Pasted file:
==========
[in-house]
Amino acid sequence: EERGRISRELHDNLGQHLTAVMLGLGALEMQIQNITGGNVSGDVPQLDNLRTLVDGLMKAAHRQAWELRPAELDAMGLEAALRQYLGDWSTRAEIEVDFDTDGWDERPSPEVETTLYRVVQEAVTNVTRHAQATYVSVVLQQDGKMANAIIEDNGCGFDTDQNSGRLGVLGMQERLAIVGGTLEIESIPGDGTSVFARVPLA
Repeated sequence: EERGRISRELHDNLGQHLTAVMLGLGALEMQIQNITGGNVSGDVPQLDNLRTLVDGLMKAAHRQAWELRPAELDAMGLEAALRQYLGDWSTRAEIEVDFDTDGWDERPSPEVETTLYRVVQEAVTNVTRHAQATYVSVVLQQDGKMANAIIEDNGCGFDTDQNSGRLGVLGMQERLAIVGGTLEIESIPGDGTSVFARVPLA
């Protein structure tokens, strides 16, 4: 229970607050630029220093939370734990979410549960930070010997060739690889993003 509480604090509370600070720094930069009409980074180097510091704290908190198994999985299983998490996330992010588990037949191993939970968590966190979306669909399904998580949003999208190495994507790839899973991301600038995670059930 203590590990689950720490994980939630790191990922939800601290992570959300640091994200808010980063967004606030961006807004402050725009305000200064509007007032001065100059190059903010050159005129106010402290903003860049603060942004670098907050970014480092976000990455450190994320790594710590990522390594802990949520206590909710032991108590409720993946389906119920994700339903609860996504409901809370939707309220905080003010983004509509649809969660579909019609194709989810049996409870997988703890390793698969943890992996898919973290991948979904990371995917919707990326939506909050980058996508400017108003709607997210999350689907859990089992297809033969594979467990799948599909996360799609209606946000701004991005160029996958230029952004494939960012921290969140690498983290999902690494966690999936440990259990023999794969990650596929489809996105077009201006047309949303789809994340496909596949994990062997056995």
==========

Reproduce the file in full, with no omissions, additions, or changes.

[in-house]
Amino acid sequence: EERGRISRELHDNLGQHLTAVMLGLGALEMQIQNITGGNVSGDVPQLDNLRTLVDGLMKAAHRQAWELRPAELDAMGLEAALRQYLGDWSTRAEIEVDFDTDGWDERPSPEVETTLYRVVQEAVTNVTRHAQATYVSVVLQQDGKMANAIIEDNGCGFDTDQNSGRLGVLGMQERLAIVGGTLEIESIPGDGTSVFARVPLA
Repeated sequence: EERGRISRELHDNLGQHLTAVMLGLGALEMQIQNITGGNVSGDVPQLDNLRTLVDGLMKAAHRQAWELRPAELDAMGLEAALRQYLGDWSTRAEIEVDFDTDGWDERPSPEVETTLYRVVQEAVTNVTRHAQATYVSVVLQQDGKMANAIIEDNGCGFDTDQNSGRLGVLGMQERLAIVGGTLEIESIPGDGTSVFARVPLA
């Protein structure tokens, strides 16, 4: 229970607050630029220093939370734990979410549960930070010997060739690889993003 509480604090509370600070720094930069009409980074180097510091704290908190198994999985299983998490996330992010588990037949191993939970968590966190979306669909399904998580949003999208190495994507790839899973991301600038995670059930 203590590990689950720490994980939630790191990922939800601290992570959300640091994200808010980063967004606030961006807004402050725009305000200064509007007032001065100059190059903010050159005129106010402290903003860049603060942004670098907050970014480092976000990455450190994320790594710590990522390594802990949520206590909710032991108590409720993946389906119920994700339903609860996504409901809370939707309220905080003010983004509509649809969660579909019609194709989810049996409870997988703890390793698969943890992996898919973290991948979904990371995917919707990326939506909050980058996508400017108003709607997210999350689907859990089992297809033969594979467990799948599909996360799609209606946000701004991005160029996958230029952004494939960012921290969140690498983290999902690494966690999936440990259990023999794969990650596929489809996105077009201006047309949303789809994340496909596949994990062997056995």